1. Finances: Ensure you're receiving bills by email (as little paper-handling as possible, people) and pay as many as you can using preauthorized debit (or a points-earning credit card whenever the option is available). While I know many are wary of online banking, I couldn't function now without e-transfers, and I am also in love with e-deposits...no more carrying cheques around until I can hit a bank machine!
2. Streamline appointments. Think of the year ahead, and book all routine dental, eye, and immunization appointments for you and your family members, as well as any others that fit your situation. Get them all in your calendar (believe it or not, I'm still in love with using a paper datebook). For years after moving to where I live now, I continued to drive to my former community for the dentist and optometrist, and a few years ago I finally switched to local professionals, which saves a ton of time, especially when appointments are multiplied once kids come into the picture. While I was sad to see my family doctor retire (he actually delivered me) the silver lining is that my new doc is 15 minutes closer and much more convenient.
3. Declutter. Yep, I'm hiding this one in the middle of the list, even though it is almost always my streamlining priority. Get rid of stuff. I know that not everyone gets an actual high from purging clutter like I do (I assume it's like doing drugs, though of course I wouldn't know), but I don't think anyone is immune to the good feeling that comes from paring down belongings. Take the altruistic angle if it helps: donating the clothing, toys, and household items that are no longer being worn or used in your home can help to bring happiness to so many others who may not be in a position to buy everything they need, and getting the kids involved also helps teach them some very valuable lessons about giving. Start as soon as you're done reading this post; just clean out a drawer. Maybe your underwear drawer, maybe the kitchen utensils - no, you don't need six whisks. I swear. Post the before-and-after on social media (maybe not of the underwear drawer, and tag me, of course!) and inspire others to do the same. I have a big donations delivery heading to Vinnie's this week; maybe I'll see you there!
4. Do a digital declutter. If you spend a lot of time looking at your computer screen, that desktop needs to be organized into folders with a nice wallpaper image...and again, delete as much as possible. If you're really ambitious, you can even delve into folders and look for documents and other items that are outdated, which I do about once a year. While some time-management experts don't feel "Inbox Zero" is worth the hype, I keep as little in my inbox as I can. Most emails I receive are deleted as soon as they're read (or even before), others get filed away immediately for future reference, and a precious few remain in my inbox as a to-do list (which, again, some advise against, but it works for me). If it's still in my inbox, whether for my work or personal account, it means I have to do something about it...so I do. You should also unsubscribe from any blogs or newsletters that you don't truly read and enjoy (keeping This Mom Loves, of course!) and brand mailings that you don't actually take advantage of. I even do a social media cleanout every so often, streamlining which accounts I'm following.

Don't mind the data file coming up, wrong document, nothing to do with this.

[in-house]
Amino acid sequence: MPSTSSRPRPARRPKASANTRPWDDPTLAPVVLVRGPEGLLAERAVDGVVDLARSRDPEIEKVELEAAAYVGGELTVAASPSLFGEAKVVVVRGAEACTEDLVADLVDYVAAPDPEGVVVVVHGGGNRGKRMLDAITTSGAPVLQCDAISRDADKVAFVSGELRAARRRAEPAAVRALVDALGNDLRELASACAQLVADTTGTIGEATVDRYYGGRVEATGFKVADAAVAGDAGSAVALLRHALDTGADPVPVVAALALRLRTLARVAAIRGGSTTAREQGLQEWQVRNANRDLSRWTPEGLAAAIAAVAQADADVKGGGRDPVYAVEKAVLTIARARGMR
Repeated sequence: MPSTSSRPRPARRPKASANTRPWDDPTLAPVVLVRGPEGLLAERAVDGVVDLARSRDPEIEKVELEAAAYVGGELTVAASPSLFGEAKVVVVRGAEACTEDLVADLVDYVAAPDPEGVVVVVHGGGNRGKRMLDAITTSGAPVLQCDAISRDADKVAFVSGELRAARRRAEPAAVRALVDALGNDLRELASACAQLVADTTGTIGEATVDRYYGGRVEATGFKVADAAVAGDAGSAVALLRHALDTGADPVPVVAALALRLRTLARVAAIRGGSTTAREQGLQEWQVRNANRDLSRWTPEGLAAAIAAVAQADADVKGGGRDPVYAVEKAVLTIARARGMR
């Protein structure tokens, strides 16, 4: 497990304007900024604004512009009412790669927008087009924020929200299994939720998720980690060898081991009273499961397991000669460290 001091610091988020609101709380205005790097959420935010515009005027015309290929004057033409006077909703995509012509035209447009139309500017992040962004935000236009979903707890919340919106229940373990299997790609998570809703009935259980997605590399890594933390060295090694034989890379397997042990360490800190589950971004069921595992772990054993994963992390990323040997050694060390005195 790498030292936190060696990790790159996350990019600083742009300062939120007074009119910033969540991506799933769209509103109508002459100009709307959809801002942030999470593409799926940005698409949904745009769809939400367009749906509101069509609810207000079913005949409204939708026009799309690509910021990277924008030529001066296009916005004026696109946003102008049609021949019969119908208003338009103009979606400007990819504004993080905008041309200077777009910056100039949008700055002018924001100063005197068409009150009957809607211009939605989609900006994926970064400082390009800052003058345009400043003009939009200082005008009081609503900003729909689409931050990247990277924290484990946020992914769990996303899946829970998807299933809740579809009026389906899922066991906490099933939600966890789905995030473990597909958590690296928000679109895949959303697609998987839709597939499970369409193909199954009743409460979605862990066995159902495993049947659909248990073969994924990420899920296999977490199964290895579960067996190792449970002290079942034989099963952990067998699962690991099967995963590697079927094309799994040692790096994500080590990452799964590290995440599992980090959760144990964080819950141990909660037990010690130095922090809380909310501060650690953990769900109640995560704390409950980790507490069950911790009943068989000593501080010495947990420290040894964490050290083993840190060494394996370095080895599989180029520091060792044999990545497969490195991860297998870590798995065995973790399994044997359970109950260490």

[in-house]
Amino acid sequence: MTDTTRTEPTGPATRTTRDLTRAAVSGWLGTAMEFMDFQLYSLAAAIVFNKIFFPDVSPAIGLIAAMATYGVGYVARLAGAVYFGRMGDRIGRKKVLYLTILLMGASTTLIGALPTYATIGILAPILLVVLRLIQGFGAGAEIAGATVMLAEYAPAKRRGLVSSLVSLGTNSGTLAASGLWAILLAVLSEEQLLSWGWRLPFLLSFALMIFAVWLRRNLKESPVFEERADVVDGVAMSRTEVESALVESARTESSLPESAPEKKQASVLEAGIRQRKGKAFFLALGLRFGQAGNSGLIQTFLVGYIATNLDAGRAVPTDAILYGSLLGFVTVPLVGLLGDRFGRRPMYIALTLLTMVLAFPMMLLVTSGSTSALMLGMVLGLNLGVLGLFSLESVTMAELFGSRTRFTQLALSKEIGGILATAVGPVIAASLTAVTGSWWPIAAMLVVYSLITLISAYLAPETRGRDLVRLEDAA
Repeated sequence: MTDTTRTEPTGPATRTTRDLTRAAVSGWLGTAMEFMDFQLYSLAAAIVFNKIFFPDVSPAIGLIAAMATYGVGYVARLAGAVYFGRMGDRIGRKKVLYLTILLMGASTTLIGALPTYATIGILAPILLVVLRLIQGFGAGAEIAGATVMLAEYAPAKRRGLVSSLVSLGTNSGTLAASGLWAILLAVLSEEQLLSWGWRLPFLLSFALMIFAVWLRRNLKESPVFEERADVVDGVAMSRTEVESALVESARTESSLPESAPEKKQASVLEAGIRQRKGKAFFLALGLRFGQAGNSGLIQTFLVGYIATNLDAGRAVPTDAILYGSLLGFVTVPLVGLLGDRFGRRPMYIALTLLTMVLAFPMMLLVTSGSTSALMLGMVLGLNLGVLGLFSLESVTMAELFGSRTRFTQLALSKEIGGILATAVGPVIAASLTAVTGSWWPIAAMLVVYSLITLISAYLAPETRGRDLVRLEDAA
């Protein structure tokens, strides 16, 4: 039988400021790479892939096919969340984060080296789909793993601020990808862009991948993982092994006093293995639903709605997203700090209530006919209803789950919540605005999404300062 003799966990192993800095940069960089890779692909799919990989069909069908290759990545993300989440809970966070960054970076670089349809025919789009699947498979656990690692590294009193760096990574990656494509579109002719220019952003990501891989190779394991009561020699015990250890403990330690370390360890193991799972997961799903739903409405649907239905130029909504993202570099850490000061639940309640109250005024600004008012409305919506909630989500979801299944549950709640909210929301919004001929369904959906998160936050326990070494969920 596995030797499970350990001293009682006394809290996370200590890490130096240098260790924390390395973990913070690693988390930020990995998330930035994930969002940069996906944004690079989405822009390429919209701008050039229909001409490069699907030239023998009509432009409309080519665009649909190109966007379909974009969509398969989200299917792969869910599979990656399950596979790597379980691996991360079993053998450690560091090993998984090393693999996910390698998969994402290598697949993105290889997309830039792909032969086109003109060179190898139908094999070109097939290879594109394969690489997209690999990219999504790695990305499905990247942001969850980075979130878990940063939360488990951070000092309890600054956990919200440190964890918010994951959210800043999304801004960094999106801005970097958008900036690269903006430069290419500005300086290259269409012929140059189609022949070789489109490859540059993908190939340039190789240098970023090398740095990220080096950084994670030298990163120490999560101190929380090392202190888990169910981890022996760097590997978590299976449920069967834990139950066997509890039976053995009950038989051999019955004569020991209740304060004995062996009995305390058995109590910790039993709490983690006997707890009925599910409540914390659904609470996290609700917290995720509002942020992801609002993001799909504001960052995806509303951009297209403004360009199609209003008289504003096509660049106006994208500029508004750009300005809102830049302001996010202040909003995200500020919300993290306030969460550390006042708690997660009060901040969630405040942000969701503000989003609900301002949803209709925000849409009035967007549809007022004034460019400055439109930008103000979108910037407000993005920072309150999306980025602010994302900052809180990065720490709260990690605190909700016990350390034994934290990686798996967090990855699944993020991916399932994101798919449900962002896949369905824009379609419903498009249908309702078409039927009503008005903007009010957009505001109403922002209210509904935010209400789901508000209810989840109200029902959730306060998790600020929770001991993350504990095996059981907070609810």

5. Simplify lunches. No one knows as well as my colleagues how lazy I am when it comes to lunches, and I have absolutely no leg to stand on when it comes to promoting healthy eating. So when I tell you that you should keep simple snack and lunch items at work, you should take that as fresh-cut fruit and veggies, Greek yogurt and whole-wheat pitas (that's all healthy, right?) when what I really keep handy are a big box of Cheerios, milk, crackers, cheese and huge pack of granola bars...and rarely have to think about what I'm taking for lunch (leftovers are also a big hit, and working at a school gives me the perk of hot lunch days once a week as well!) My husband, however, is great at cooking up chicken breasts, vegetables, rice, etc. on the weekends and freezing individually portioned lunches to pull out each morning before work. Maybe try it his way.
6. Mobilize your children. Unlike the tip above, this one's a definite do-as-I-do. What chores could you train your kids to do at their ages? My daughters are 10 and 8. They've been making their own beds as long as they've been dressing themselves (at first I had to accept less-than-perfection, by now they're actually pretty good) and they also fold and put away their own laundry, load and unload the dishwasher, dust and vacuum their rooms, and do all bunny-related care. When they get in the door after school, they unpack their bags, leaving their agendas, notes, etc. in a designated spot on the counter, before making their lunches for the next day. This they've been doing since Eva started kindergarten and Liv was in grade 1, and they know the rules about what they need to pack. Next it's guitar or piano practice, then singing, and homework as necessary. Rest assured that my girls get tons of free time, and also more valuable time with mommy since I'm not wasting time on jobs they can do themselves. (Speaking also from a teacher's perspective: you're not doing your kids any favours by coddling them.)
I could go on all day about this topic, but I'm getting the urge to purge...so I may head to my closet and see what I haven't been wearing regularly (it's easy to tell, because I have a system where I move items to the right end of the rod once worn...is this gift a blessing or a curse??) I certainly hope these tips are helpful to you, and I'd love to know if you have any other ideas to share!
Hey, what are you doing, about to click on something? You have a drawer to clean out, my friend!